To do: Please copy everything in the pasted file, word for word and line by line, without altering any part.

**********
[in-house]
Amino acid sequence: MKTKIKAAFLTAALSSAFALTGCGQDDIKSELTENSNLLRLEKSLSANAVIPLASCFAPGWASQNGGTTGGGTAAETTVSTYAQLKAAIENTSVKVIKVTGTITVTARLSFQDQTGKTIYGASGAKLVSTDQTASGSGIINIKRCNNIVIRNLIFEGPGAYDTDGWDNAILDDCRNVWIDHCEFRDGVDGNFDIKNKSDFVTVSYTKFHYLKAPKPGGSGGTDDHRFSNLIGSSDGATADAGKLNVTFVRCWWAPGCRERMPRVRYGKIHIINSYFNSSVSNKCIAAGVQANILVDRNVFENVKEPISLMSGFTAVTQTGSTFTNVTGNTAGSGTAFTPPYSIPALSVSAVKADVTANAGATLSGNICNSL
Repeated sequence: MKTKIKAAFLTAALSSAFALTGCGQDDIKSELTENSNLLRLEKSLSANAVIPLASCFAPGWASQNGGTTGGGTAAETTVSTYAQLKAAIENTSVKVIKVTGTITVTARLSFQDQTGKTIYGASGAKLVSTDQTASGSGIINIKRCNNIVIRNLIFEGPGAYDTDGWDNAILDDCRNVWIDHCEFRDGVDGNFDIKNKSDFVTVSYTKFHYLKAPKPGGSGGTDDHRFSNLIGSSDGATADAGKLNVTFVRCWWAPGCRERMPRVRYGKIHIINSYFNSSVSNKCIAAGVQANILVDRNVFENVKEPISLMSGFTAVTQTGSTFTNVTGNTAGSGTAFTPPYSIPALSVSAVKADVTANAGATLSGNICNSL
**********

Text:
[in-house]
Amino acid sequence: MKTKIKAAFLTAALSSAFALTGCGQDDIKSELTENSNLLRLEKSLSANAVIPLASCFAPGWASQNGGTTGGGTAAETTVSTYAQLKAAIENTSVKVIKVTGTITVTARLSFQDQTGKTIYGASGAKLVSTDQTASGSGIINIKRCNNIVIRNLIFEGPGAYDTDGWDNAILDDCRNVWIDHCEFRDGVDGNFDIKNKSDFVTVSYTKFHYLKAPKPGGSGGTDDHRFSNLIGSSDGATADAGKLNVTFVRCWWAPGCRERMPRVRYGKIHIINSYFNSSVSNKCIAAGVQANILVDRNVFENVKEPISLMSGFTAVTQTGSTFTNVTGNTAGSGTAFTPPYSIPALSVSAVKADVTANAGATLSGNICNSL
Repeated sequence: MKTKIKAAFLTAALSSAFALTGCGQDDIKSELTENSNLLRLEKSLSANAVIPLASCFAPGWASQNGGTTGGGTAAETTVSTYAQLKAAIENTSVKVIKVTGTITVTARLSFQDQTGKTIYGASGAKLVSTDQTASGSGIINIKRCNNIVIRNLIFEGPGAYDTDGWDNAILDDCRNVWIDHCEFRDGVDGNFDIKNKSDFVTVSYTKFHYLKAPKPGGSGGTDDHRFSNLIGSSDGATADAGKLNVTFVRCWWAPGCRERMPRVRYGKIHIINSYFNSSVSNKCIAAGVQANILVDRNVFENVKEPISLMSGFTAVTQTGSTFTNVTGNTAGSGTAFTPPYSIPALSVSAVKADVTANAGATLSGNICNSL